Methylmalonic acidemia

From Wikipedia, the free encyclopedia
Jump to: navigation, search
Methylmalonic acidemia
Methylmalonic acid.svg
Classification and external resources
Specialty endocrinology
ICD-10 E71.1
ICD-9-CM 270.3
OMIM 251000 251100 251110 277380 277400 277410 606169
DiseasesDB 29509 29510
MedlinePlus 001162
eMedicine neuro/576

Methylmalonic acidemia (MMA), also called methylmalonic aciduria, is an autosomal recessive[1] metabolic disorder.[2] It is a classical type of organic acidemia.[3]

Methylmalonic acidemia stems from several genotypes,[4] all forms of the disorder usually diagnosed in the early neonatal period, presenting progressive encephalopathy, and secondary hyperammonemia. The disorder can result in death if undiagnosed or left untreated.



Methylmalonic acidemia has an autosomal recessive pattern of inheritance.
Methylmalonic acidemia is caused by a defect in the vitamin B12-dependent enzyme methylmalonyl CoA mutase.

The inherited forms of methylmalonic acidemia cause defects in the metabolic pathway where methylmalonyl-coenzyme A (CoA) is converted into succinyl-CoA by the enzyme methylmalonyl-CoA mutase.[5]

Vitamin B12 is also needed for the conversion of methylmalonyl-CoA to Succinyl-CoA. Mutations leading to defects in vitamin B12 metabolism or in its transport frequently result in the development of methylmalonic acidemia.

This disorder has an autosomal recessive inheritance pattern, which means the defective gene is located on an autosome, and two copies of the gene—one from each parent—must be inherited to be affected by the disorder. The parents of a child with an autosomal recessive disorder are carriers of one copy of the defective gene, but are usually not affected by the disorder.


A severe nutritional deficiency of vitamin B12 can also result in methylmalonic acidemia.[6] Methylmalonyl CoA requires vitamin B12 to form succinyl-CoA. When the amount of B12 is insufficient for the conversion of cofactor methylmalonyl-CoA into succinyl-CoA, the buildup of unused methylmalonyl-CoA eventually leads to methylmalonic acidemia. This diagnosis is often used as an indicator of vitamin B12 deficiency in serum.[7]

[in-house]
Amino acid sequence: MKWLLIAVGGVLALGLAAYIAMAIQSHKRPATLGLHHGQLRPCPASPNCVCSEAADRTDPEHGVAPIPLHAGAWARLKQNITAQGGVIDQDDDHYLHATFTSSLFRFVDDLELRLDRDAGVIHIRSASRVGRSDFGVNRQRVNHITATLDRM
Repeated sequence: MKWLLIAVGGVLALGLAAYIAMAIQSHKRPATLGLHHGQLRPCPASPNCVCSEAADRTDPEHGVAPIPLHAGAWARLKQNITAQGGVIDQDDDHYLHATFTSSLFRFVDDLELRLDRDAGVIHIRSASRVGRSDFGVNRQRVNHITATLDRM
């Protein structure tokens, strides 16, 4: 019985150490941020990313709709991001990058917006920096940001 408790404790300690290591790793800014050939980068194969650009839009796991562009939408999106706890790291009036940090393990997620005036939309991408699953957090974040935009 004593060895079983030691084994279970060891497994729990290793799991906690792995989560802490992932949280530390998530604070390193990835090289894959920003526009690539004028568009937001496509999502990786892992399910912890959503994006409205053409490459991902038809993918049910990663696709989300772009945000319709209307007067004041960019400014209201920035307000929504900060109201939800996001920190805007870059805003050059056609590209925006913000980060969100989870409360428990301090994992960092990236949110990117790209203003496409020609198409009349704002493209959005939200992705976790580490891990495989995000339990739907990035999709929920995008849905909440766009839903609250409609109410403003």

Methylmalonic acidemia has varying diagnoses, treatment requirements and prognoses, which are determined by the specific genetic mutation causing the inherited form of the disorder.[4] The following are the known genotypes responsible for methylmalonic acidemia:

OMIM Name Gene
251100 cblA type MMAA
251110 cblB type MMAB
277400 cblC type MMACHC
277410 cblD type MMADHC[8]
277380 cblF type LMBRD1[9]
251000 mut type MUT

See also[edit]


  1. ^ Radmanesh, A; Zaman, T; Ghanaati, H; Molaei, S; Robertson, Rl; Zamani, Aa (July 2008). "Methylmalonic acidemia: brain imaging findings in 52 children and a review of the literature". Pediatric radiology 38 (10): 1054–61. doi:10.1007/s00247-008-0940-8. PMID 18636250. 
  2. ^
  3. ^ Dionisi-Vici C, Deodato F, Raschinger W, Rhead W, Wilcken B (2006). "Classical organic acidurias, propionic aciduria, methylmalonic aciduria, and isovaleric aciduria: long-term outcome and effects of expanded newborn screening using tandem mass spectrometry". J Inherit Metab Dis. 29 (2-3): 383–389. doi:10.1007/s10545-006-0278-z. PMID 16763906. 
  4. ^ a b Matsui, Sm; Mahoney, Mj; Rosenberg, Le (April 1983). "The natural history of the inherited methylmalonic acidemias" (Free full text). The New England Journal of Medicine 308 (15): 857–61. doi:10.1056/NEJM198304143081501. ISSN 0028-4793. PMID 6132336. 
  5. ^ Sakomoto O, Ohura T, Matsubara Y, Takayanagi M, Tsuchiya S (2007). "Mutation and haplotype analyses of the MUT gene in Japanese patients with methylmalonic acidemia". Journal of Human Genetics 52 (1): 48–55. doi:10.1007/s10038-006-0077-2. PMID 17075691. 
  6. ^ Higginbottom MC, Sweetman L, Nyhan WL (1978). "A syndrome of methylmalonic aciduria, homocystinuria, megaloblastic anemia and neurological abnormalities in a vitamin B12-deficient breast-fed infant of a strict vegetarian". N Engl J Med. 299 (7): 317–323. doi:10.1056/NEJM197808172990701. PMID 683264. 
  7. ^
    Vitamin B12 deficiency - The methylmalonic aciduria connection
  8. ^ Gene identification for the cblD defect of vitamin B12 metabolism. Coelho D, Suormala T, Stucki M, Lerner-Ellis JP, Rosenblatt DS, Newbold RF, Baumgartner MR, Fowler B. N Engl J Med. 2008 Apr 3;358(14):1454-64. PMID 18385497
  9. ^ Rutsch F, Gailus S, Miousse IR, Suormala T, Sagné C, Toliat MR, Nürnberg G, Wittkampf T, Buers I, Sharifi A, Stucki M, Becker C, Baumgartner M, Robenek H, Marquardt T, Höhne W, Gasnier B, Rosenblatt DS, Fowler B, Nürnberg P (Feb 2009). "Identification of a putative lysosomal cobalamin exporter altered in the cblF defect of vitamin B12 metabolism". Nat Genet 41 (2): 234–9. doi:10.1038/ng.294. PMID 19136951. 

External links[edit]